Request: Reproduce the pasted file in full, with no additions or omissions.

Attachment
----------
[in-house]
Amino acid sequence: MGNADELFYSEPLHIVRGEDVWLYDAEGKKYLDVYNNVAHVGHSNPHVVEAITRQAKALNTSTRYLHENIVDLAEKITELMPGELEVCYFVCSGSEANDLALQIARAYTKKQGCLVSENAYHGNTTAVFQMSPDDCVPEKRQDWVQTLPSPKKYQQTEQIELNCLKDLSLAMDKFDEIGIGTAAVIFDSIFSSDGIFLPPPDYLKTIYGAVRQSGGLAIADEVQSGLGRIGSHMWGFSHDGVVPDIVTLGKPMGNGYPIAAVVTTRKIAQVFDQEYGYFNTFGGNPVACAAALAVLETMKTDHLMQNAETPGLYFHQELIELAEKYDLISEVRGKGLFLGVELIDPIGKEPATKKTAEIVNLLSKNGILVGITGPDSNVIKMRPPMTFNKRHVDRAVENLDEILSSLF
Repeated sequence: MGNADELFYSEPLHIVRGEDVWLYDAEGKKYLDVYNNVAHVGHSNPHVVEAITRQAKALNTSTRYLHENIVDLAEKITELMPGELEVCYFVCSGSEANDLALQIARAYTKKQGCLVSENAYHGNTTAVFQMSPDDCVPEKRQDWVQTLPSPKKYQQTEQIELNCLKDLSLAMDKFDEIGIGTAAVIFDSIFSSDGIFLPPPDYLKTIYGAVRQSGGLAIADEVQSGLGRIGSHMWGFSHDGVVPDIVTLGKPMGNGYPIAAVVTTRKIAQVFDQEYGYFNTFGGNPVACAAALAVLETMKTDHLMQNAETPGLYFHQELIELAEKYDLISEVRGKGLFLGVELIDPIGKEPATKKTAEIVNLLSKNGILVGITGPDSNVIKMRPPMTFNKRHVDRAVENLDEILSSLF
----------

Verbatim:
[in-house]
Amino acid sequence: MGNADELFYSEPLHIVRGEDVWLYDAEGKKYLDVYNNVAHVGHSNPHVVEAITRQAKALNTSTRYLHENIVDLAEKITELMPGELEVCYFVCSGSEANDLALQIARAYTKKQGCLVSENAYHGNTTAVFQMSPDDCVPEKRQDWVQTLPSPKKYQQTEQIELNCLKDLSLAMDKFDEIGIGTAAVIFDSIFSSDGIFLPPPDYLKTIYGAVRQSGGLAIADEVQSGLGRIGSHMWGFSHDGVVPDIVTLGKPMGNGYPIAAVVTTRKIAQVFDQEYGYFNTFGGNPVACAAALAVLETMKTDHLMQNAETPGLYFHQELIELAEKYDLISEVRGKGLFLGVELIDPIGKEPATKKTAEIVNLLSKNGILVGITGPDSNVIKMRPPMTFNKRHVDRAVENLDEILSSLF
Repeated sequence: MGNADELFYSEPLHIVRGEDVWLYDAEGKKYLDVYNNVAHVGHSNPHVVEAITRQAKALNTSTRYLHENIVDLAEKITELMPGELEVCYFVCSGSEANDLALQIARAYTKKQGCLVSENAYHGNTTAVFQMSPDDCVPEKRQDWVQTLPSPKKYQQTEQIELNCLKDLSLAMDKFDEIGIGTAAVIFDSIFSSDGIFLPPPDYLKTIYGAVRQSGGLAIADEVQSGLGRIGSHMWGFSHDGVVPDIVTLGKPMGNGYPIAAVVTTRKIAQVFDQEYGYFNTFGGNPVACAAALAVLETMKTDHLMQNAETPGLYFHQELIELAEKYDLISEVRGKGLFLGVELIDPIGKEPATKKTAEIVNLLSKNGILVGITGPDSNVIKMRPPMTFNKRHVDRAVENLDEILSSLF